In "Two Monkeys by Brueghel," Polish writer Wislawa Szymborska (1923-2012) places the visual images - the monkeys, the sky, the sea - inside a dream. A student struggles over a history exam in a room where the monkeys perch. One monkey appears to be amused by the student's difficulty. The other monkey offers a clue:
"… when silence follows a question,
he prompts me
with a soft jingling of the chain."
By introducing the student's confusion and the surreal exam, Szymborska suggests that the monkeys symbolize the hopelessness of the human condition. It doesn't matter whether the monkeys gaze out the window or face the room. Either way, they remain enslaved.
Paintings by Pieter Bruegel are the basis for a variety of ekphrastic writing by some of the most noted poets of the modern era. Bruegel's "Landscape with the Fall of Icarus" stimulated famous poems by W.H. Auden and William Carlos Williams. John Berryman and countless others responded to Bruegel's "Hunters in the Snow," each poet offering a unique impression of the scene.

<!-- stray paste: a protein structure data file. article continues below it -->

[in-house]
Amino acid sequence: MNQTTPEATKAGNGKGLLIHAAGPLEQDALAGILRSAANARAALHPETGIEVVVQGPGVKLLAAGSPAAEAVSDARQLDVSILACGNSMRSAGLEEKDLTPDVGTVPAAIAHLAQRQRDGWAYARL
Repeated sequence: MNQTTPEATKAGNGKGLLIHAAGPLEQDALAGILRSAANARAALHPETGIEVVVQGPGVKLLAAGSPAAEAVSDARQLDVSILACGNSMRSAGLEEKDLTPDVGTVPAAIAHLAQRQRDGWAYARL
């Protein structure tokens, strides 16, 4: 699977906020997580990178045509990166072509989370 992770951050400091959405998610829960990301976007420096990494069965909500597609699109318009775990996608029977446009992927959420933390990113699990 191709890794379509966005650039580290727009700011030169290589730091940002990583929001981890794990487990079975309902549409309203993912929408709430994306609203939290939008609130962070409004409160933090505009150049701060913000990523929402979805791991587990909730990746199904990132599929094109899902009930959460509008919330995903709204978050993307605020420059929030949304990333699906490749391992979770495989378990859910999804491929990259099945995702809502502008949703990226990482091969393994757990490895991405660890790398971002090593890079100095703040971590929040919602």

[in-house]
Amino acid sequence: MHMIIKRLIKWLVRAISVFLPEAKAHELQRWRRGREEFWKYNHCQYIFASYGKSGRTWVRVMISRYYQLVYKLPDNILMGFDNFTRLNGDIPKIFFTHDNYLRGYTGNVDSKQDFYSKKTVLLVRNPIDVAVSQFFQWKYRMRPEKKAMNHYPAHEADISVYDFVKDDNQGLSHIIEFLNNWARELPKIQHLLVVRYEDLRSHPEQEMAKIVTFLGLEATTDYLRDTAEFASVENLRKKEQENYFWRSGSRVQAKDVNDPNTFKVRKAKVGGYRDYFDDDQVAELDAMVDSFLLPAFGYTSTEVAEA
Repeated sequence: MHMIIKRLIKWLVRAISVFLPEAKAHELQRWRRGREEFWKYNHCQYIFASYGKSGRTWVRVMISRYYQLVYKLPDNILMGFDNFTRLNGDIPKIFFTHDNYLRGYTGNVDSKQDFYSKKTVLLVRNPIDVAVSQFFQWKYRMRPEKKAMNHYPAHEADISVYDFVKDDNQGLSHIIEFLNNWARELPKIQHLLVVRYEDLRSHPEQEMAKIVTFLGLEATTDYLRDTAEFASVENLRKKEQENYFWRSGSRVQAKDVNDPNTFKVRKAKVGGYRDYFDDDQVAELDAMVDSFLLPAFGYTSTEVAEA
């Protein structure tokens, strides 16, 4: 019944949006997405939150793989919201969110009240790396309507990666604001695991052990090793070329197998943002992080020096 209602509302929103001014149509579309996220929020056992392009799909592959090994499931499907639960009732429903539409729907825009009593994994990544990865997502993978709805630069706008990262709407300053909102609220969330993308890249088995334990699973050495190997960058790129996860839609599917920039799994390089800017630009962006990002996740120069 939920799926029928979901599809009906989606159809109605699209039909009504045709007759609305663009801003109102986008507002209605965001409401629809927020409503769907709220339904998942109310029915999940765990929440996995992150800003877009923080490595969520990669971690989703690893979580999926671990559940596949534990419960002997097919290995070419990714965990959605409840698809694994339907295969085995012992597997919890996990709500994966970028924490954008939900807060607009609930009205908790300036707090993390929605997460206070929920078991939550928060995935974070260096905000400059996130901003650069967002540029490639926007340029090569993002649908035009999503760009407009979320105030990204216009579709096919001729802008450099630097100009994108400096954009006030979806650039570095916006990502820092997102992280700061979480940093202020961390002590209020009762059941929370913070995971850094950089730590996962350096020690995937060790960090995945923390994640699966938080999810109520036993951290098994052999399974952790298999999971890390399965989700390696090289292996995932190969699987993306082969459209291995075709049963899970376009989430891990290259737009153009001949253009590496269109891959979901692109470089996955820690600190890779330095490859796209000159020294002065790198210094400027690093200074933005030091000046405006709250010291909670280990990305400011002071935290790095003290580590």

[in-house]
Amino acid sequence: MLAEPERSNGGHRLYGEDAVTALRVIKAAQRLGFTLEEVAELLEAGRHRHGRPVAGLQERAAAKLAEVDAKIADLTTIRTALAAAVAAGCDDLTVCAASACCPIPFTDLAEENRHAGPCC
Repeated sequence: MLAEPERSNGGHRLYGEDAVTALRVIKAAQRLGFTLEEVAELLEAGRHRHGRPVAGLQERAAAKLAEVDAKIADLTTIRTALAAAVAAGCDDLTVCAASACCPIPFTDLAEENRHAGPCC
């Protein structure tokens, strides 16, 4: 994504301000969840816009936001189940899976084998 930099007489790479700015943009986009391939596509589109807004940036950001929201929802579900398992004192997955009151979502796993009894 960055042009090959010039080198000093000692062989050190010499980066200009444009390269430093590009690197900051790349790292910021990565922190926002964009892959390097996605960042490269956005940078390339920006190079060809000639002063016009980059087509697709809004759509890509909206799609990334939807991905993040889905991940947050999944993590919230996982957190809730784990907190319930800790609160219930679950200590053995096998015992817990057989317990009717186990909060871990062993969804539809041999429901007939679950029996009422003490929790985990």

Personification: Ursula Askham Fanthorpe, "Not My Best Side"Paolo Uccello: Saint George and the Dragon, Oil on Canvas, c. 1470. Paolo Uccello via Getty Images
English poet U.A. (Ursula Askham) Fanthorpe (1929-2009) was known for irony and dark wit. Fanthorpe's ekphrastic poem, "Not My Best Side," draws inspiration from "Saint George and the Dragon," a medieval illustration of a legendary tale. The artist, Paolo Uccello (c. 1397-1475), certainly didn't intend his painting to be comical. However, Fanthorpe invents a speaker who presents a comical and contemporary interpretation of the scene.
Written in free verse, the three long stanzas are a monologue spoken by the damsel in the painting. Her voice is sassy and defiant:
"It's hard for a girl to be sure if
She wants to be rescued. I mean, I quite
Took to the dragon. It's nice to be
Liked, if you know what I mean."
The irreverent monologue seems all the more humorous in the context of Uccello's painting and the ancient tale of male heroism.
Added Dimensions: Anne Carson, "Nighthawks"Edward Hopper: Nighthawks, Oil on Canvas, 1942. Institute of Chicago. Wilson/Corbis via Getty Image
American artist Edward Hopper (1886-1967) painted haunting views of lonely urban scenes. Anne Carson (1950- ) pondered his work in "Hopper: Confessions," a series of nine poems featured in her collection, Men in the Off Hours.